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Most stars are members of giant families — hundreds or even thousands of stars that are born together. They form star clusters that can span hundreds of light-years. Because of that great size, though, the families are hard to keep together. The siblings all tend to head off on their own.

That appears to be happening with a star cluster that’s in good view on March nights. Messier 48 is halfway up the sky in the south-southeast as night falls. It’s well below the bright star Procyon. Under dark skies, it’s visible to the unaided eye as a small, hazy patch of light. And in any case, it’s an easy target for binoculars.

Recent studies have placed M48 at a distance of about 2400 light-years. It contains hundreds of stars. And it’s roughly 450 million years old, which is quite young.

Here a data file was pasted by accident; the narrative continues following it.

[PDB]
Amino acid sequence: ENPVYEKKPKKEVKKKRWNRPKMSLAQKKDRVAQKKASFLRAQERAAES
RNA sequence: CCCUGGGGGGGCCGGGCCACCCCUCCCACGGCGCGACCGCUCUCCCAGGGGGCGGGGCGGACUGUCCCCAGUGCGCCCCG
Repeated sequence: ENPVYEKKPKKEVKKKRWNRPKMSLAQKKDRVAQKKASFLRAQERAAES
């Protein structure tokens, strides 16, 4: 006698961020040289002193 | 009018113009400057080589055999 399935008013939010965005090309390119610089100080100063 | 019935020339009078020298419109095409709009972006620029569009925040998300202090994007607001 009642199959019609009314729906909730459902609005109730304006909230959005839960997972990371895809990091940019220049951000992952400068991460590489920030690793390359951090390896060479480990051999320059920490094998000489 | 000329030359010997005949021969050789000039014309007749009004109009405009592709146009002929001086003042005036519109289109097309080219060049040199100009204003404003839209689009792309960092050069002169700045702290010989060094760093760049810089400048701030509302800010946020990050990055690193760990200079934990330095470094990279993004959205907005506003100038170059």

The cluster is about 125 light-years across. At that size, the stars are well spread out. So as the cluster moves through space, the gravity of the rest of the galaxy tries to pull it apart. And it appears to be doing so. Astronomers have identified three “clumps” of stars within the cluster. Two of them are close together, and are still moving at about the same speed and in the same direction. The third is away from the other two, and is moving in a different direction.

Most clusters dissolve within about a billion years. So M48 may be well along in that process — a big stellar family whose brothers and sisters are heading off on their own.

Script by Damond Benningfield

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